The last 25 years have seen a huge advance in Unmanned Aerial Vehicles (UAVs), popularly known as drones. SESAR, the European Union’s Digital Sky technology pillar, has given a figure for the future: 400 000 commercial and government drones will be flying over European airspace by 2035, but there could be more.
If we calculate, to make an estimate, that there will be one drone every 10 km², in Spain there will be 50,000 more or less. And they will fly, if legislation does not change, at less than 150 metres above the ground.
Unmanned aerial vehicles (UAVs) can be fixed-wing or multi-rotor. They started as teleoperated vehicles and have become increasingly sophisticated. Autopilots, which automatically execute the flight path determined by an operator, now exist.
The established trajectory is sent via a radio link to the UAV and the UAV executes it, periodically sending its position data to the station. Today, however, to ensure that everything runs smoothly and that control is not lost, the operator must keep the UAV in sight.
This way of control is currently the most widely used, but it presents a large number of complications, and it is essential to resolve them in view of the increase in the number of vehicles that will populate our airspace.
On the one hand, the automatic planning of trajectories is complicated in complex environments, such as cities, areas with difficult terrain, high obstacles, etc. On the other hand, the short range of the communications used means that control of the UAV can be lost beyond a certain distance. There is an additional problem, and that is the need for one operator per drone.
An additional weakness is that each UAV is planned, operated and controlled individually without taking into account other vehicles in the area.
Flying with more drones closer
When the number of UAVs increases, control becomes more complicated. Considering that the drone will fly in a complex environment, where there may be high buildings and the operator supervising the UAV cannot maintain visual contact with the vehicle, it is necessary to automatically plan flight trajectories, coordinate them with other drones nearby and monitor their correct execution to avoid potential conflicts between aerial vehicles that could lead to accidents.
This is the context of the European H2020 project, Labyrinth. It addresses the automatic planning and control of multiple UAVs flying at the same time, ensuring the safety of civil transport in ports, roads, airports and for emergency support.
The perfect choreography
In these limited environments, planning is carried out for each set of UAVs. We determine the flight trajectories, which include not only the spatial positions (longitude, latitude and height above ground) but also the time in which they must pass each designated point.
The planning of these trajectories must avoid obstacles on the ground. It should be borne in mind that current legislation limits the maximum height above ground at which the vehicle can fly, which is less than 150 metres.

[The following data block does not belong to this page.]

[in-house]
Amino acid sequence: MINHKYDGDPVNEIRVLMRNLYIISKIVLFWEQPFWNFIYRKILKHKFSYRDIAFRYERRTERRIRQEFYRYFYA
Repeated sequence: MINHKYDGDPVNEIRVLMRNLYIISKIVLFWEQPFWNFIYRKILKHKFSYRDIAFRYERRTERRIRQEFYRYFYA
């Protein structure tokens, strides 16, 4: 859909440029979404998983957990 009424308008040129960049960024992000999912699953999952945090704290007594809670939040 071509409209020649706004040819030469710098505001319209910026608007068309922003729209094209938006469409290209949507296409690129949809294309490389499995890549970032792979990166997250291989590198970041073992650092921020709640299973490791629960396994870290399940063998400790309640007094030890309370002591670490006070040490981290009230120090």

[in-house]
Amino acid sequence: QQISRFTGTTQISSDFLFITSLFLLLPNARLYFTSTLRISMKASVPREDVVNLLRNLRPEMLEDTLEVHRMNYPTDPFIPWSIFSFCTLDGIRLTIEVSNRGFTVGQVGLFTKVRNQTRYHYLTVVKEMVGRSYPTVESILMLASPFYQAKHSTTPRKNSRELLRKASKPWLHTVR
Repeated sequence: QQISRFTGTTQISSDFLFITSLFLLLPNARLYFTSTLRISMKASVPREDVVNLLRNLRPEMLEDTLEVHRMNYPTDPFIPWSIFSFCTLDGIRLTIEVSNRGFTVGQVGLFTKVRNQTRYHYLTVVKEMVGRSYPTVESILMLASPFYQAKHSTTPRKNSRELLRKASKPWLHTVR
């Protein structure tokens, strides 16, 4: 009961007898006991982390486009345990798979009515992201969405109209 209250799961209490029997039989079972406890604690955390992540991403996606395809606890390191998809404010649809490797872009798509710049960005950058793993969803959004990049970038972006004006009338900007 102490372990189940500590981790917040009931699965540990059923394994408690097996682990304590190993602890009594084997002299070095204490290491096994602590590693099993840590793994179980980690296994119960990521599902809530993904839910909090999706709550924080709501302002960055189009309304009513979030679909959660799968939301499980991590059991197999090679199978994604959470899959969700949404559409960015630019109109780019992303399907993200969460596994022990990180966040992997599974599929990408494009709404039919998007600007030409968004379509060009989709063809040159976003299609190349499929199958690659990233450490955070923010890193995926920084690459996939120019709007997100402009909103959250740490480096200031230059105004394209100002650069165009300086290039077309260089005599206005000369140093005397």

In the case of non-urban or industrial environments or urban areas of single-family homes, this is not a big problem, but in the case of large cities it is a major difficulty, as many buildings exceed 20 storeys (65 or 70 metres high) and in many cases there are skyscrapers that reach heights of 150 metres or more.
3D maps of each flight zone
In complex environments, planners need to use three-dimensional maps of the area they are going to fly over. These are obtained from Lidar maps or similar ones, provided by the Geographical Institutes in each country.
These maps can be converted into 3D spatial occupancy maps, which indicate for a certain spatial cell (a cube of given height, width and depth) whether that space can be crossed or not. With this information it is possible to determine safe three-dimensional trajectories, in which UAVs avoid obstacles.
Communication with the UAV must be immediate
A second difficulty is the need to keep all UAVs identified and receive information on their status during flight. Its exact position, speed, orientation, and other parameters must be known at all times. This is necessary to determine whether it is executing the trajectory correctly without significant deviations from the planned trajectory both spatially and temporally.
This requires a fast, secure and powerful communications system.
Traditionally, dedicated radio frequency links are used, but this, which is reasonable for a single UAV, is not feasible for a large number of UAVs in flight at the same time. The trend is for communications to be made using 5G mobile phone networks. This sends flight routes, UAV status information and environmental data that the UAV collects with its sensors.
Preventing in-flight hacks
This brings us to the third problem, which is the need to maintain the entire UAV traffic control and management system with a level of security that prevents unwanted intrusions into the system, what means, cybersecurity of the system.
The systems are starting to be tested in limited and controlled environments: ports, airports, agricultural and industrial areas. Once it has been proven to work, its use will be extended to other areas, including the city.
Thus, it is foreseeable that we will gradually begin to see an increase in the number of UAVs operating in our skies. In any case, their incorporation into our daily lives is something that will undoubtedly happen.
The complete article in The Conversation Spain (it is written in Spanish)